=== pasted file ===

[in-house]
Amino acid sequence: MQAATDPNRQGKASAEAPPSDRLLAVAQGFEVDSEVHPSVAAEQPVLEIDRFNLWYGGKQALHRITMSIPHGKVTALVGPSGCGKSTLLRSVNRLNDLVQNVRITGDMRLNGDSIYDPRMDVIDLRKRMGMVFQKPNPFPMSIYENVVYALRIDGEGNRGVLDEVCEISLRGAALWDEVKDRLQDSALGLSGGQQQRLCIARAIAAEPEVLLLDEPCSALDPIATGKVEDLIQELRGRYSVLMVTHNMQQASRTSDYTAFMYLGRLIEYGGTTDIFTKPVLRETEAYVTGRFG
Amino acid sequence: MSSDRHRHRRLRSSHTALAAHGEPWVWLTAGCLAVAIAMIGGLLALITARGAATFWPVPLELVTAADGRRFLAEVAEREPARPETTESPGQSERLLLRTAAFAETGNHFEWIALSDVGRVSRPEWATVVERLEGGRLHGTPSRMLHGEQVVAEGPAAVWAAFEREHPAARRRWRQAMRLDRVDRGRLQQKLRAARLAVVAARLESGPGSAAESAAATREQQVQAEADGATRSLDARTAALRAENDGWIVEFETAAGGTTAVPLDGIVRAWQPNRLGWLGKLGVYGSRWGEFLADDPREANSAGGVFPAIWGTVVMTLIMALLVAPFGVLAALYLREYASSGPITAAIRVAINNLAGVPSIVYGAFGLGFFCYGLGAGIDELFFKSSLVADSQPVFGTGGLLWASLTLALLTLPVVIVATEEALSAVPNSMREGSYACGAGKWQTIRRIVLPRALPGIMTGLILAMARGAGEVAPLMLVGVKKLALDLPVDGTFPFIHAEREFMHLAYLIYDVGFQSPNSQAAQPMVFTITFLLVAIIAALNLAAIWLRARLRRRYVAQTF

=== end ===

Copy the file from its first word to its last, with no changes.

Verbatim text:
[in-house]
Amino acid sequence: MQAATDPNRQGKASAEAPPSDRLLAVAQGFEVDSEVHPSVAAEQPVLEIDRFNLWYGGKQALHRITMSIPHGKVTALVGPSGCGKSTLLRSVNRLNDLVQNVRITGDMRLNGDSIYDPRMDVIDLRKRMGMVFQKPNPFPMSIYENVVYALRIDGEGNRGVLDEVCEISLRGAALWDEVKDRLQDSALGLSGGQQQRLCIARAIAAEPEVLLLDEPCSALDPIATGKVEDLIQELRGRYSVLMVTHNMQQASRTSDYTAFMYLGRLIEYGGTTDIFTKPVLRETEAYVTGRFG
Amino acid sequence: MSSDRHRHRRLRSSHTALAAHGEPWVWLTAGCLAVAIAMIGGLLALITARGAATFWPVPLELVTAADGRRFLAEVAEREPARPETTESPGQSERLLLRTAAFAETGNHFEWIALSDVGRVSRPEWATVVERLEGGRLHGTPSRMLHGEQVVAEGPAAVWAAFEREHPAARRRWRQAMRLDRVDRGRLQQKLRAARLAVVAARLESGPGSAAESAAATREQQVQAEADGATRSLDARTAALRAENDGWIVEFETAAGGTTAVPLDGIVRAWQPNRLGWLGKLGVYGSRWGEFLADDPREANSAGGVFPAIWGTVVMTLIMALLVAPFGVLAALYLREYASSGPITAAIRVAINNLAGVPSIVYGAFGLGFFCYGLGAGIDELFFKSSLVADSQPVFGTGGLLWASLTLALLTLPVVIVATEEALSAVPNSMREGSYACGAGKWQTIRRIVLPRALPGIMTGLILAMARGAGEVAPLMLVGVKKLALDLPVDGTFPFIHAEREFMHLAYLIYDVGFQSPNSQAAQPMVFTITFLLVAIIAALNLAAIWLRARLRRRYVAQTF